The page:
Scientists question the validity of bite mark evidence

Scientists question the validity of bite mark evidence

On Behalf of | Aug 16, 2021 | Criminal defense

Texas residents who watched the Netflix series “The Innocence Files” will likely be familiar with the case of a Mississippi man who was convicted of murder and sentenced to death for killing a 3-year-old girl in May 1992. Prosecutors in the case had no motive, eyewitnesses or DNA evidence, but they did have a forensic odontologist who testified that he was certain the defendant had left 19 bite marks on the victim’s body. An expert defense witness pointed out that bite mark evidence is subjective and unsupported by scientific evidence, but the jury still voted to convict.

Wrongful convictions

The man’s conviction was overturned in 2001 when a more rigorous DNA test performed on samples gathered from the victim proved beyond any doubt that somebody else had committed the crime. Recent studies suggest that this type of miscarriage of justice is all too common in the United States. The Innocence Project says that it is aware of at least 26 cases involving innocent defendants who were convicted because of unscientific bite mark evidence, and the National Registry of Exonerations has concluded that false or misleading forensic testimony plays a role in one in four wrongful convictions.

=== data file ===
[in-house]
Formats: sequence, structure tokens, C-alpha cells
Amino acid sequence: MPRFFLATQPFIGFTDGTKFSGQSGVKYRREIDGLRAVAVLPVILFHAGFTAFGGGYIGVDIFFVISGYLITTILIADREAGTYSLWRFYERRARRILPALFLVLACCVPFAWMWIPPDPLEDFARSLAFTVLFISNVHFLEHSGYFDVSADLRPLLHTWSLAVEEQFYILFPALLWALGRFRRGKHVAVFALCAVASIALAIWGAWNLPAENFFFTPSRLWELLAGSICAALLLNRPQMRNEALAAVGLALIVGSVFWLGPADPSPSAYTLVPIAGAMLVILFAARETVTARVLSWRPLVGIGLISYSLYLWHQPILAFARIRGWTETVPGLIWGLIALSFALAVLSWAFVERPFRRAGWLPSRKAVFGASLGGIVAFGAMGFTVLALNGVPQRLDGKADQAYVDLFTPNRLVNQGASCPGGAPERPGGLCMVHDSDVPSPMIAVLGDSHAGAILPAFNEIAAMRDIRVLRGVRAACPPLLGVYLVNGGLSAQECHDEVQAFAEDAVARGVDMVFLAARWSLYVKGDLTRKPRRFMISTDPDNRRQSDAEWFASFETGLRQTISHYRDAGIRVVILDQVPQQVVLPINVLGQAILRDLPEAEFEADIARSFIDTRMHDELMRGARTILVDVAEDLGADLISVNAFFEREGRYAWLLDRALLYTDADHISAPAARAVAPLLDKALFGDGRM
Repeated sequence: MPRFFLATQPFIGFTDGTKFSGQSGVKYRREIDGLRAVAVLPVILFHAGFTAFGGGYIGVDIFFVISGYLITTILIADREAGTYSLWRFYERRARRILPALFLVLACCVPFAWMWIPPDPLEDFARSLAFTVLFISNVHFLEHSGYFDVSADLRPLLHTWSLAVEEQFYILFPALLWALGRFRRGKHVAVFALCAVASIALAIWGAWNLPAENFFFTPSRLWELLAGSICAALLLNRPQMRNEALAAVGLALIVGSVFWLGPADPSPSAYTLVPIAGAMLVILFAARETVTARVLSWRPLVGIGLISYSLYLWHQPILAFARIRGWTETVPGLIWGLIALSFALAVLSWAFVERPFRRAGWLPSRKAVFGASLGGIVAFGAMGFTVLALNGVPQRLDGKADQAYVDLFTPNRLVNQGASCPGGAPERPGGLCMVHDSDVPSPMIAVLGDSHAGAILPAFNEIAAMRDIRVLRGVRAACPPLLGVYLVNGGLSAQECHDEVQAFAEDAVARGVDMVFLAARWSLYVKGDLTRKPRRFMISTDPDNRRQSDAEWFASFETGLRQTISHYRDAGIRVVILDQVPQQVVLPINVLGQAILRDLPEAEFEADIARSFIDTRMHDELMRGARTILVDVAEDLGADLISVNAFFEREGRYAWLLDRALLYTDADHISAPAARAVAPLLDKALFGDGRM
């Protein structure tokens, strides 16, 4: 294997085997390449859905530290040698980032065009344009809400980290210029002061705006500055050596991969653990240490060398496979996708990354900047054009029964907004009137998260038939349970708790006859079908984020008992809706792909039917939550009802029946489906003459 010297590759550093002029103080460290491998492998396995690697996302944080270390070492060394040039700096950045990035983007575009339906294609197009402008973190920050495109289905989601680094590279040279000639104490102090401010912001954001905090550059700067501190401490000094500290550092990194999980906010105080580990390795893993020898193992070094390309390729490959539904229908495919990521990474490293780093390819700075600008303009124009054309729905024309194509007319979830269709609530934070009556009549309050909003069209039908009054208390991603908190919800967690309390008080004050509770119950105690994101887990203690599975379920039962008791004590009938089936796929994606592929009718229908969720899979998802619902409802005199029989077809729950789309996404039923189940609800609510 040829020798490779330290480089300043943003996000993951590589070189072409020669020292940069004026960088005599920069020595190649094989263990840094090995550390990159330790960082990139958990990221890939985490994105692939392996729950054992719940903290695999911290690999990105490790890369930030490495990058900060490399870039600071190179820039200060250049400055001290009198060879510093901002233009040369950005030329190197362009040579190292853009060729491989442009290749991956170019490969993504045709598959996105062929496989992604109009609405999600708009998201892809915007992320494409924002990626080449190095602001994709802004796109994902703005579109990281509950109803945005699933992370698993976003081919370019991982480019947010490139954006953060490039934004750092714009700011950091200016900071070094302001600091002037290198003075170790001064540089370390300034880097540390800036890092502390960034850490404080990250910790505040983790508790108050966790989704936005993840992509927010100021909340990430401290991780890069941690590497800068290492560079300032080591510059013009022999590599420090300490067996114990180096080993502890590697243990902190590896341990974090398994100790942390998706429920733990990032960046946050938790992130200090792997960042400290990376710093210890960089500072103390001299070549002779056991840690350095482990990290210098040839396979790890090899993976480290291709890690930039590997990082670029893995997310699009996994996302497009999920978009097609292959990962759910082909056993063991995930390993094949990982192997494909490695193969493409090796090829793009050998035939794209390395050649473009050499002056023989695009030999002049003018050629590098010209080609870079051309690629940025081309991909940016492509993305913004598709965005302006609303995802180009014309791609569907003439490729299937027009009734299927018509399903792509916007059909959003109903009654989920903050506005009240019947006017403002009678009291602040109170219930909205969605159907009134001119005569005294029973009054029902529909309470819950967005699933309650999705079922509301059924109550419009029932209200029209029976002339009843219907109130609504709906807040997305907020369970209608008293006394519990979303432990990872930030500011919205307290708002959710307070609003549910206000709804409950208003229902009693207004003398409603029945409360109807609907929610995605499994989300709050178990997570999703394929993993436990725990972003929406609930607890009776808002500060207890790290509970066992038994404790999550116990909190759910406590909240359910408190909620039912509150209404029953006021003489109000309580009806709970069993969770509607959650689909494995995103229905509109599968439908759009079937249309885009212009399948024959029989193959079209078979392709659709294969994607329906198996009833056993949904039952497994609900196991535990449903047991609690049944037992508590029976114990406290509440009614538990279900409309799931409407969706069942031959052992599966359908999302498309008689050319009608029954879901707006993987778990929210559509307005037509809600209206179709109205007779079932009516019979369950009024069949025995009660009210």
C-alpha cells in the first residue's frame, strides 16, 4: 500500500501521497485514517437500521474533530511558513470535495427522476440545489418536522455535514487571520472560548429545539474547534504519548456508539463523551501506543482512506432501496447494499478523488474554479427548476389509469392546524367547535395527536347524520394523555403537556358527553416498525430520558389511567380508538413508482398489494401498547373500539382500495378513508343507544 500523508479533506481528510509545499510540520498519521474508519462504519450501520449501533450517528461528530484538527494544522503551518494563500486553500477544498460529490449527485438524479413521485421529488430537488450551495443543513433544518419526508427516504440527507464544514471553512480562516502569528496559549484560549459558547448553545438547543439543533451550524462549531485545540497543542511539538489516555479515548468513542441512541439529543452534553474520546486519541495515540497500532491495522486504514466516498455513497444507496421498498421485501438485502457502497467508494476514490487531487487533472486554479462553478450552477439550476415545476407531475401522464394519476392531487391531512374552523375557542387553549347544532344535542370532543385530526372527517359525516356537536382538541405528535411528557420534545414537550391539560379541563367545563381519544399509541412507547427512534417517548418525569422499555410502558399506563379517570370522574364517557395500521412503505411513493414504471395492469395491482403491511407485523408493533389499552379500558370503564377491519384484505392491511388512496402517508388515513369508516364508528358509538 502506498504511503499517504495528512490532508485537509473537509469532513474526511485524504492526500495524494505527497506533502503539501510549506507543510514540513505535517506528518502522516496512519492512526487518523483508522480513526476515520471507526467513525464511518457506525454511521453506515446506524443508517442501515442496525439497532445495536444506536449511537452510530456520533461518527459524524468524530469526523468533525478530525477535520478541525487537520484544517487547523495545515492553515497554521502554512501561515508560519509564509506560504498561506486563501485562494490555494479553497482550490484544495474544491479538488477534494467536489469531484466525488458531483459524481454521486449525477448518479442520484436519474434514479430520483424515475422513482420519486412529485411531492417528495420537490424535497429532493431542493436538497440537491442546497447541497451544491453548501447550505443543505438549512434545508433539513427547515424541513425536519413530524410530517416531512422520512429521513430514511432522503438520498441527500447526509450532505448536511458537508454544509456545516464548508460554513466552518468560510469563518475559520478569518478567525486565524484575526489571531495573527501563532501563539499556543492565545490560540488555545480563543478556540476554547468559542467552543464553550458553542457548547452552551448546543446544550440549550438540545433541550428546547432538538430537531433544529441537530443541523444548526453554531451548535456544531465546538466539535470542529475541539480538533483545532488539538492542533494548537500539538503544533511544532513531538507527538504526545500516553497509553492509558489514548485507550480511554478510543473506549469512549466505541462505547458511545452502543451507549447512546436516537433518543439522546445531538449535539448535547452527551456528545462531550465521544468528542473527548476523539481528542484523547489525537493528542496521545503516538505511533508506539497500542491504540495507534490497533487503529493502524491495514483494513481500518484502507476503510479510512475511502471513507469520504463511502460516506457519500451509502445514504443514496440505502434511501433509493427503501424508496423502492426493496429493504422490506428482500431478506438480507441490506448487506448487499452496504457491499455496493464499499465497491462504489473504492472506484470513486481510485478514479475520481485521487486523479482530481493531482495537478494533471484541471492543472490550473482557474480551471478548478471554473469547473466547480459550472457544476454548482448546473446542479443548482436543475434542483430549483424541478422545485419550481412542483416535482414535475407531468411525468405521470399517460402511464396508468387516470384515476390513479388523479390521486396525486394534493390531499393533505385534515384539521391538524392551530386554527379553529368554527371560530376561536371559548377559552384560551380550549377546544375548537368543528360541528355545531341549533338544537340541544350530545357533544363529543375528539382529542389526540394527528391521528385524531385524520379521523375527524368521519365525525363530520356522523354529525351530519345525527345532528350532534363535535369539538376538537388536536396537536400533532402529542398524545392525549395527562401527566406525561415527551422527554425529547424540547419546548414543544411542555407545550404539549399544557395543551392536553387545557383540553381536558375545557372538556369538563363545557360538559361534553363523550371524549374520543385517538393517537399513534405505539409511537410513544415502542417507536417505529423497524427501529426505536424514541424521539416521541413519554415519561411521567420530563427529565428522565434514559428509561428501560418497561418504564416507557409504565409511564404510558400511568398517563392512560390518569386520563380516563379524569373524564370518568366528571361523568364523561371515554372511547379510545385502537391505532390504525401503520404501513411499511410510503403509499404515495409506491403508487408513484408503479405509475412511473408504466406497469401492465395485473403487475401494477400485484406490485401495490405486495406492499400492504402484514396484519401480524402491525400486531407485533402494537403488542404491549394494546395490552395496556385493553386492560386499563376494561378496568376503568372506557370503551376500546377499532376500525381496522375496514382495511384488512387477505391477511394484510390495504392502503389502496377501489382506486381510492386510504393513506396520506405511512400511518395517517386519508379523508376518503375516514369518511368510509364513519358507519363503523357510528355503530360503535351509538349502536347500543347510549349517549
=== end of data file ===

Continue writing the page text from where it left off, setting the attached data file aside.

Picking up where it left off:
Bite mark evidence

Groups calling for prosecutorial reform and criminal defense attorneys asked questions about the reliability of bite-mark comparisons in 2009 when the National Academy of Sciences released a report criticizing the technique and several other unproven forensic methods. The American Board of Forensic Odontology responded to the NAS report by asking experienced odontologists to analyze photographs of marks left on human skin. The researchers were shocked to discover that many of these experts could not even identify a bite mark let alone match one to a particular individual.

Texas exoneration

Prosecutors in Texas are unlikely to rely too heavily on bite mark evidence because the state’s Forensic Science Commission has stated publicly that it does not meet the commonly accepted standards of forensic science. The agency reached this conclusion following an investigation lasting six months that was launched in 2016 after the Texas Court of Criminal Appeals overturned the wrongful conviction of a man who was sent to jail because of misleading bite mark evidence.